The parent/teacher relationship is one that must be cultivated and handled with care. As a teacher myself, I can tell you that there have been parents in my past that I have both adored and abhorred. Every teacher can look back at past classes and remember with poignant accuracy those parents that they would have gladly sat down to have a cup of coffee with, and those that would cause them to hide behind a tower of toilet paper whenever catching a glimpse of them in the grocery store.
So what do you do to keep from becoming a teacher’s worst nightmare? Here are some tips from a professional.
1) On your very first meeting with the teacher, be it the first day of school, or a chance meeting at the mall, smile and introduce yourself with a firm handshake. The handshake has forever been a part of our culture as a sign of goodwill and trust, and is a great first impression. Also make sure to mention the name of your student. You wouldn’t want to have your great first impression confused with someone else’s that may not have been so great!
2) Volunteer to help out with at least one event going on in your child’s classroom, and then make sure to stick with it. Empty promises, or you forgetting, will be remembered, and not fondly.
3) Do NOT go on and on and on about your child’s asthma, soccer expertise, tonsil surgery, beauty pageant success, etc. It’s not that a teacher doesn’t care, but instead loves to hear these things from the students, so let them have their time to share and shine. If it is necessary health information, tell the teacher the important points and your child’s needs, and then leave it alone. Teachers are professionals, and it is our job to keep up on these things. Don’t worry unless you are certain your child’s needs aren’t being met.
4) There are times when teachers have to make referrals so that your child can receive extra help, and help them to achieve to the best of their abilities. This is our job. PLEASE, do not take it personal. Do not take it as degrading to you, your parenting, or your child. DO listen to what the teacher has to say. DO ask for more information. DO go along with any testing or extra work that your teacher or district feels is necessary. It is a teacher’s job to make sure that your child gets the help that he or she needs to succeed. Even if you don’t go along with the idea, the testing will not in any way hurt or label your child, and you might be surprised with the results.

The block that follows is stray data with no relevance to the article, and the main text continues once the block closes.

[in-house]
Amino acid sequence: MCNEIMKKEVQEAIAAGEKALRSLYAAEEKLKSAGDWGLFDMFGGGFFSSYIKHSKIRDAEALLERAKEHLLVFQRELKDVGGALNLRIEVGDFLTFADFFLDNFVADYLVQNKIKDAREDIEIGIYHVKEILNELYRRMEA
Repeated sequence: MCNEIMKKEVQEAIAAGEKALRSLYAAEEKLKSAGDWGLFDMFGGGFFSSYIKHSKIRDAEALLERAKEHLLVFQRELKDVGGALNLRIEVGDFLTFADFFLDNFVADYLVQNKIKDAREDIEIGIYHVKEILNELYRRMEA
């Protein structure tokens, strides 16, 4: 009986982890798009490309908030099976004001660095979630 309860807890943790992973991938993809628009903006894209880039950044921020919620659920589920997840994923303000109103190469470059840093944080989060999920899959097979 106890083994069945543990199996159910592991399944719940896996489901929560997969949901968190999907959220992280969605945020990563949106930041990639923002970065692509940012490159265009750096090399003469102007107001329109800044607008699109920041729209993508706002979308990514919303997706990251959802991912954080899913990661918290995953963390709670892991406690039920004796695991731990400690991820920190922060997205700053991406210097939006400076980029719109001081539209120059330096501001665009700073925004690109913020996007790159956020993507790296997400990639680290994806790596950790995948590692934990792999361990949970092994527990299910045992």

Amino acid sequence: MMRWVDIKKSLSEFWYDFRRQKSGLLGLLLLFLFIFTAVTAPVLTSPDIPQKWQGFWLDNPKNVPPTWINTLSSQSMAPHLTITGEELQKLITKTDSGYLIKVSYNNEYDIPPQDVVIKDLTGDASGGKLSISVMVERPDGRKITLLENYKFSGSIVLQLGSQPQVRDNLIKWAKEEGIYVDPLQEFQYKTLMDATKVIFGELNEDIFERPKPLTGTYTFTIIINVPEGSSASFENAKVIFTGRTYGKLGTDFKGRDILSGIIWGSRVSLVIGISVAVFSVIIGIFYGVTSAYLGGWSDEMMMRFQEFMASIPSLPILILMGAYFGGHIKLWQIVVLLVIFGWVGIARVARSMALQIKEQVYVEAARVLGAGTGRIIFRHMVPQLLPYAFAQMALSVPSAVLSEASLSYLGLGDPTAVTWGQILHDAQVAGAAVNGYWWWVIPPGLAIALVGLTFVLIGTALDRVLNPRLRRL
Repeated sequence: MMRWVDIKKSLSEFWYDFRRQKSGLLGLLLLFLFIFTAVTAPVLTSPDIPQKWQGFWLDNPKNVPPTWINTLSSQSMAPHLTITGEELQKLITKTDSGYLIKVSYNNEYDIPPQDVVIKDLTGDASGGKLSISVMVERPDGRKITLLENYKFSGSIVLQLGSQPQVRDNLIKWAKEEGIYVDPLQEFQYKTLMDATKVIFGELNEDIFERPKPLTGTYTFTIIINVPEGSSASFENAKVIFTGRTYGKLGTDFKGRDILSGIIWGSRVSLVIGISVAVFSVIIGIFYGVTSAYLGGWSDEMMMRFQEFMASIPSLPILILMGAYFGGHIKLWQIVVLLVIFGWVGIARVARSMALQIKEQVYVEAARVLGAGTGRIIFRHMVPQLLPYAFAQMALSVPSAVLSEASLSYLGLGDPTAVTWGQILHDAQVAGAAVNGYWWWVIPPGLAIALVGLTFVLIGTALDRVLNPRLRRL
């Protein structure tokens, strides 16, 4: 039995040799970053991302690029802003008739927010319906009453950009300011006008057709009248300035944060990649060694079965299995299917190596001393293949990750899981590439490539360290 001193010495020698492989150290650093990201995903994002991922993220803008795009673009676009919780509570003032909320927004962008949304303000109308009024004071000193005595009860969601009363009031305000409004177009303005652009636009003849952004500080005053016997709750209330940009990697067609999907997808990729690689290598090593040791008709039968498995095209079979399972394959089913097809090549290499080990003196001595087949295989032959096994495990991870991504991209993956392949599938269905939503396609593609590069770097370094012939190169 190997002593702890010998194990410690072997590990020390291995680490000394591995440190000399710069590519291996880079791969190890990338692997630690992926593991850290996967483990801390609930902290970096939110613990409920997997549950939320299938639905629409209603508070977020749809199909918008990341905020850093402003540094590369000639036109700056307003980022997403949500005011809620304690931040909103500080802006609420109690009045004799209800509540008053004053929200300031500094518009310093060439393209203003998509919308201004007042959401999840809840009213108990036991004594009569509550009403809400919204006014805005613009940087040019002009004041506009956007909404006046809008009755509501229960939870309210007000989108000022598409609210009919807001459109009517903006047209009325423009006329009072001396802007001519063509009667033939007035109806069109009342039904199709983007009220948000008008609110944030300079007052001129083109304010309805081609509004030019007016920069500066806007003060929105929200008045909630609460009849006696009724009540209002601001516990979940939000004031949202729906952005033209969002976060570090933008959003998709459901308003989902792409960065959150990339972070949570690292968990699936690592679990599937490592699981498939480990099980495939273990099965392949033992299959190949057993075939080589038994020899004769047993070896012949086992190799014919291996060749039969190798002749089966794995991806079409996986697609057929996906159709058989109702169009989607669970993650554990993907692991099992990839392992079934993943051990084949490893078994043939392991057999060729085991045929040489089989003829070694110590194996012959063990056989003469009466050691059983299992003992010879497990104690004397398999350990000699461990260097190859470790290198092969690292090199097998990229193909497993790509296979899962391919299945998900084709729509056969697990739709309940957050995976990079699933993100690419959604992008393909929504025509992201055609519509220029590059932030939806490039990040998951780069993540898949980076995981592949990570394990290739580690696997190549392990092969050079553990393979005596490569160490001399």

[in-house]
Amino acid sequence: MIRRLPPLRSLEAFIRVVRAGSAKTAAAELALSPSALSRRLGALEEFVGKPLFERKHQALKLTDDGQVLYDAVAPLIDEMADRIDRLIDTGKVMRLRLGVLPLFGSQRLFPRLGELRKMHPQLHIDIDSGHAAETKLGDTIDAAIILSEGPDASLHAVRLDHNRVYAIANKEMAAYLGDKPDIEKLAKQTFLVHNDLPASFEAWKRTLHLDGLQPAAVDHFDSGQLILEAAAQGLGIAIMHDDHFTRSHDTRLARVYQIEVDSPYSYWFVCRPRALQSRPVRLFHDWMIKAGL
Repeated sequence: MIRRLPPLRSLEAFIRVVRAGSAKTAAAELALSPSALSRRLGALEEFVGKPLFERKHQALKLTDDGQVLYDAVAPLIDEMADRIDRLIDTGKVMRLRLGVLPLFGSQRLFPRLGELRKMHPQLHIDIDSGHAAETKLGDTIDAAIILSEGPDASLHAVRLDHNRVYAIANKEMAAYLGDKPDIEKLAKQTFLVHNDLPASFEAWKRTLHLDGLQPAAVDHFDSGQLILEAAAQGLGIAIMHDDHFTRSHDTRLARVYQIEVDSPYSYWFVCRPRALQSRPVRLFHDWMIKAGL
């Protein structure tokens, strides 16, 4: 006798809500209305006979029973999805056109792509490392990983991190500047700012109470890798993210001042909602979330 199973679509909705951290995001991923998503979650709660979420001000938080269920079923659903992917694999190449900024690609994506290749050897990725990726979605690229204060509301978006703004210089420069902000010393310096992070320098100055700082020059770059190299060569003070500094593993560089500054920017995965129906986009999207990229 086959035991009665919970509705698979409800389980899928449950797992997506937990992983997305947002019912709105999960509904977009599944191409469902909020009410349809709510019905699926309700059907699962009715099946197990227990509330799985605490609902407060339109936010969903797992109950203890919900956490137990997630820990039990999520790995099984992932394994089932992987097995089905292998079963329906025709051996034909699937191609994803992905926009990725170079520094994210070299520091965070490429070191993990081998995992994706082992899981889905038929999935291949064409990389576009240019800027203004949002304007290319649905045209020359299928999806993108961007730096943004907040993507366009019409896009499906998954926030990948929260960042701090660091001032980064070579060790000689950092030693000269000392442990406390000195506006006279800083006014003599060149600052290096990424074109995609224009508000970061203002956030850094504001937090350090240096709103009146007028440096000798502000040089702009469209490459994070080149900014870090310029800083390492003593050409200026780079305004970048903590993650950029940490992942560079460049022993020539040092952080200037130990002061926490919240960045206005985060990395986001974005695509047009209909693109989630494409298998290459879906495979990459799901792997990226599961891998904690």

5) Communicate. The greatest issues between parents and teachers occur because of communication, or lack there of. If you need to take your child out of school or are running late to bring them/pick them up make sure to send a note ahead of time, or call. This way the teacher is not concerned about where your child may be. Safety is a key concern in schools today, and a teacher must be in the know about where your child is or will be. This way we are certain they are safe. Also, if you ever have questions or concerns about what and how your student is being taught, be sure to talk to the teacher first. Then if you have any other issues that are not handled at that meeting, be sure to follow the chain of command listed by your district.
Following these simple guidelines will help to build a positive relationship between you and your student’s teacher. And just remember, your teacher has a big job ahead of him or her. A teacher not only has all the students in class to worry about, but a set of parents to go along with each one. They also have to worry about discipline, state mandates, safety, whether or not their class is meeting Adequate Yearly Progress, No Child Left Behind, and a host of other issues and concerns that face teachers today. Many teachers are also parents themselves, so they know where you are coming from. If teachers and parents can be a little compassionate about the worries that each side faces, we will be able to reach that middle ground that will benefit our students the most.